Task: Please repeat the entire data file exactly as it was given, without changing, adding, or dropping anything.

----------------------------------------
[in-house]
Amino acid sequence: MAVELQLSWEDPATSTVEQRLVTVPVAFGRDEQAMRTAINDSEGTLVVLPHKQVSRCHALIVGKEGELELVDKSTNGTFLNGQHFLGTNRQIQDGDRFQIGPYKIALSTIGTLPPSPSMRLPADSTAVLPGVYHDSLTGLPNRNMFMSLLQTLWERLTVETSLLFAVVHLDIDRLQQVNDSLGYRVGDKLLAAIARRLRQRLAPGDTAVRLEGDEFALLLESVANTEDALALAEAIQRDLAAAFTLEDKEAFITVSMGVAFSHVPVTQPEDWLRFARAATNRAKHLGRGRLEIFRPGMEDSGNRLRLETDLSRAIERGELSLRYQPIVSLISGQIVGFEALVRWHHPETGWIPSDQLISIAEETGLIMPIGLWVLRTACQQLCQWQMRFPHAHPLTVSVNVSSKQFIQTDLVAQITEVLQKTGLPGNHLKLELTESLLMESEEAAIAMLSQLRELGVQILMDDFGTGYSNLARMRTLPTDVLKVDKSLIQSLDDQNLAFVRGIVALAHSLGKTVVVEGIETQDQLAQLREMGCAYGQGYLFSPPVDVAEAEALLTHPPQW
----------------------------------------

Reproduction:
[in-house]
Amino acid sequence: MAVELQLSWEDPATSTVEQRLVTVPVAFGRDEQAMRTAINDSEGTLVVLPHKQVSRCHALIVGKEGELELVDKSTNGTFLNGQHFLGTNRQIQDGDRFQIGPYKIALSTIGTLPPSPSMRLPADSTAVLPGVYHDSLTGLPNRNMFMSLLQTLWERLTVETSLLFAVVHLDIDRLQQVNDSLGYRVGDKLLAAIARRLRQRLAPGDTAVRLEGDEFALLLESVANTEDALALAEAIQRDLAAAFTLEDKEAFITVSMGVAFSHVPVTQPEDWLRFARAATNRAKHLGRGRLEIFRPGMEDSGNRLRLETDLSRAIERGELSLRYQPIVSLISGQIVGFEALVRWHHPETGWIPSDQLISIAEETGLIMPIGLWVLRTACQQLCQWQMRFPHAHPLTVSVNVSSKQFIQTDLVAQITEVLQKTGLPGNHLKLELTESLLMESEEAAIAMLSQLRELGVQILMDDFGTGYSNLARMRTLPTDVLKVDKSLIQSLDDQNLAFVRGIVALAHSLGKTVVVEGIETQDQLAQLREMGCAYGQGYLFSPPVDVAEAEALLTHPPQW